Poster of Edison's invention Tucker does a great job of discussing the familiar as well as lesser known figures, events, and entities in film and editing history including Edison, Muybridge, and his zoopraxiscope, Zoetrope, Eastman and celluloid film, Fred Ott’s Sneeze (1889, first film shot in the U.S.), the Lumiere Brothers, George Melies, Edwin S. Porter, Mabel Clark, patchers, DW Griffith, The Trust, and Margaret Booth, the French New Wave, split screens, and Donn Cambern and the cutting of Easy Rider.

Original Moviola He also details the technological inventions that affected art and craft of editing. He pays tribute to Iwan Serrurier who invented the Moviola and reveals how it got its name.

Tucker looks at the beginnings of TV, including the history of Dann Cahn and the “Monster Moviola” as well as the inception of the Cinerama technique. Who knew Cinerama was originally developed from an Cinerama Dome Air Force gunnery training tool? And that it “was a bitch to edit” Tucker asserts. In his always clear and accessible way he explains how the addition of color and sound on film affected the medium. And he documents the technical developments of video tape, demystifying 3:2 pulldown, telecine, linear editing, and generation loss along the way.

The Long Goodbye
He documents the long fade out from cutting on film that began with the appearance of nonlinear tape based systems in the 1980s and finished in the millennium after digital systems began proving themselves in the 1990s. The last chapter ends with Tucker detailing the current Hollywood editing landscape with Digital Intermediates, the demise of film labs, digital archiving issues, and dailies shot on Red Cameras and Alexas.
Wild Bunch Poster

Looking at the horizon, he concludes philosophically with a line from Sam Peckinpah’s The Wild Bunch: “It ain’t like the old days, but it’ll do.”

Editing & life, Editing practices, Editor’s role, History/research, Technical & process, Television

Take 2 – Film Editing: Making an Invisible Art Visible

March 30th, 2015

I’m repeating the class I taught at the Marin Community Center for Media in downtown San Rafael, CA this spring. I’m looking forward to another great group of students.
Community Media Center of Marin Class

The feedback from the last class was strongly positive and helpful, I’m glad to report. As a result, I’ve expanded the course from four sessions to five. This will allow more time for documentary and re-viewing scenes that superbly illustrate different editing genres and types of cuts. I’ve also expanded the documentary section and added animation and book trailers, and increased the resources and handouts.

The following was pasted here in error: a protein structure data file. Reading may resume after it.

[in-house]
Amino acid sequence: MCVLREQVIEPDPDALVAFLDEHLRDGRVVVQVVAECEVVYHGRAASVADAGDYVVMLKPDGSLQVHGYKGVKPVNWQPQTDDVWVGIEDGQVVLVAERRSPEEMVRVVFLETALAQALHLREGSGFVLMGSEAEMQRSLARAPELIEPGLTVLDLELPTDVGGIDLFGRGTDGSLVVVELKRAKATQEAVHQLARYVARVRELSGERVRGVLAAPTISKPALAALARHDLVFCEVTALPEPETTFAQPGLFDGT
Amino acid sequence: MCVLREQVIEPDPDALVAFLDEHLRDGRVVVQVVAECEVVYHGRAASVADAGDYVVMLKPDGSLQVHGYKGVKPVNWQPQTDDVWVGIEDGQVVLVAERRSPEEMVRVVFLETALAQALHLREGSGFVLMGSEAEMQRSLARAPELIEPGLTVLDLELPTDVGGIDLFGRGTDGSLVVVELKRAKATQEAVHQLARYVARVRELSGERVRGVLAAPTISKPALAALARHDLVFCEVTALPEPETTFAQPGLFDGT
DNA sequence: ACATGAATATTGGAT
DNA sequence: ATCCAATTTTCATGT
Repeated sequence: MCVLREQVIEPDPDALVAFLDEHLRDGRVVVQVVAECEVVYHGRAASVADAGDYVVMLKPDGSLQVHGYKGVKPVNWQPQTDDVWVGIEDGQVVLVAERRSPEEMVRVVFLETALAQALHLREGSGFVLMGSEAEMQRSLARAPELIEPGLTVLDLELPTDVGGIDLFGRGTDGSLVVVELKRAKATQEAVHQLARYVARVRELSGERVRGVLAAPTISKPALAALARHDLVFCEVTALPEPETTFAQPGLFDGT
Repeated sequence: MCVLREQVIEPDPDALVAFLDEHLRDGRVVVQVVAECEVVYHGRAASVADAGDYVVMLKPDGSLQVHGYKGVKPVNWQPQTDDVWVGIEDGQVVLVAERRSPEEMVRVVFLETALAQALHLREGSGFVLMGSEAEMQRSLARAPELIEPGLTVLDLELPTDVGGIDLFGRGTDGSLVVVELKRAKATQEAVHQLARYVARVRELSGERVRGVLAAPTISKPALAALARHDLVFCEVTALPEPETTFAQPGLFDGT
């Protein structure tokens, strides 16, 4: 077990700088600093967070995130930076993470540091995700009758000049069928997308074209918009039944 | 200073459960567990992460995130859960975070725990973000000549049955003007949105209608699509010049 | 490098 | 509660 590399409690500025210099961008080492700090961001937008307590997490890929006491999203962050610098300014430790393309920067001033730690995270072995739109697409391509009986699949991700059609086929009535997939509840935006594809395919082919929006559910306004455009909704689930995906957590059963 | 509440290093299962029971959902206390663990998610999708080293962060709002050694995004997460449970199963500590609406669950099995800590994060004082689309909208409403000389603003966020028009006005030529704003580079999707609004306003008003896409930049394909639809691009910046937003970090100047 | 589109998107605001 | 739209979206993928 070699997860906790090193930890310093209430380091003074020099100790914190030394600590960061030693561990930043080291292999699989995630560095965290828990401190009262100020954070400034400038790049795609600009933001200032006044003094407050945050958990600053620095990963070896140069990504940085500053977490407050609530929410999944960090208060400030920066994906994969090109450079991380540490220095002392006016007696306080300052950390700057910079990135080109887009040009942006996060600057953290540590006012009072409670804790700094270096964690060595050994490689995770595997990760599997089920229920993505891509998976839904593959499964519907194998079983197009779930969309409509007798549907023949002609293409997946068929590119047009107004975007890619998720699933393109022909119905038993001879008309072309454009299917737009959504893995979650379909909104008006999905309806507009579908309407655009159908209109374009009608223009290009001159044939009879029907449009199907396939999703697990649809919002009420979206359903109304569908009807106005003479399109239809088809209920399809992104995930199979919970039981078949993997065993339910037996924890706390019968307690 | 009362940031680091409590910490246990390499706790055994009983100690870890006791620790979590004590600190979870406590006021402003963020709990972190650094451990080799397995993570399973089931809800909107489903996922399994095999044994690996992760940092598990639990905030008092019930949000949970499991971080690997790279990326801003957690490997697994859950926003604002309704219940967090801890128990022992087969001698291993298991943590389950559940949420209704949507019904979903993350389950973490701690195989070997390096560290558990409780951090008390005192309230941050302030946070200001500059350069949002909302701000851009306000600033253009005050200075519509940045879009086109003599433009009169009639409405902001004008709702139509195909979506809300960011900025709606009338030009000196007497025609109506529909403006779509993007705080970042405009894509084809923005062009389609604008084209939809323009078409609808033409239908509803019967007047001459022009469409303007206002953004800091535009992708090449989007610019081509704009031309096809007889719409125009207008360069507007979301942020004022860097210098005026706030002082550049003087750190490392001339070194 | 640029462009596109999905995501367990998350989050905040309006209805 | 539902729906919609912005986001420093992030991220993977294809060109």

Learn more and sign up for the class here.

Here’s a promo the Media Center made for the class edited by  Alejandro Palacios, Communications & Development Manager.

I’m excited once again to show scenes and discuss the current state of editing and some of my favorite subjects: What does an editor contribute? Why does an editor make a cut? How important are sound and music? How has MTV affected cutting styles? What does academic research show about the evolution of editing?

Here’s the info:

What: Film Editing: Making an Invisible Art Visible

Dates: Wednesdays, April 8, 15, 22, 29, and May 1.

Time: 6-9 p.m.

Where: Community Media Center of Marin
819 A Street, San Rafael, CA 94901
(415) 721-0636

Hope to see you in class.

Announcements

Guest Blog: Why Editing Can Make or Break
Your Corporate Video

January 28th, 2015

On this site and in my books I’ve written on this subject but I thought it would be good for editors, producers, and other filmmakers to hear it from a company of professionals. I welcome guest bloggers with informative articles so here’s one submitted by One Inch Punch Pro, a Toronto based video production company that creates corporate videos, music videos, short films, reality television and more.

Why Editing and a Good Editor Matter
If you are tasked with creating a corporate video, you should be aware One Inch Punch Pro Video Production companythat the mere production won’t be the end of the road. There is another critical step that can make or break your video and that is the editing process. Some mistakenly brush off editing as a final touch up that doesn’t significantly alter the content of the production. The truth is that editing really does matter and it has the potential to make a video a hit or a dud.

Editing takes experience, technical knowledge and an eye for what looks, sounds and feels good. Lean on the expertise of a corporate video production company if you have any concerns over the editing process. The editor you hire will know all the ins and outs of the editing process including motion graphics, soundtracks, compression formats and more.

Plan the Editing Process: Getting Started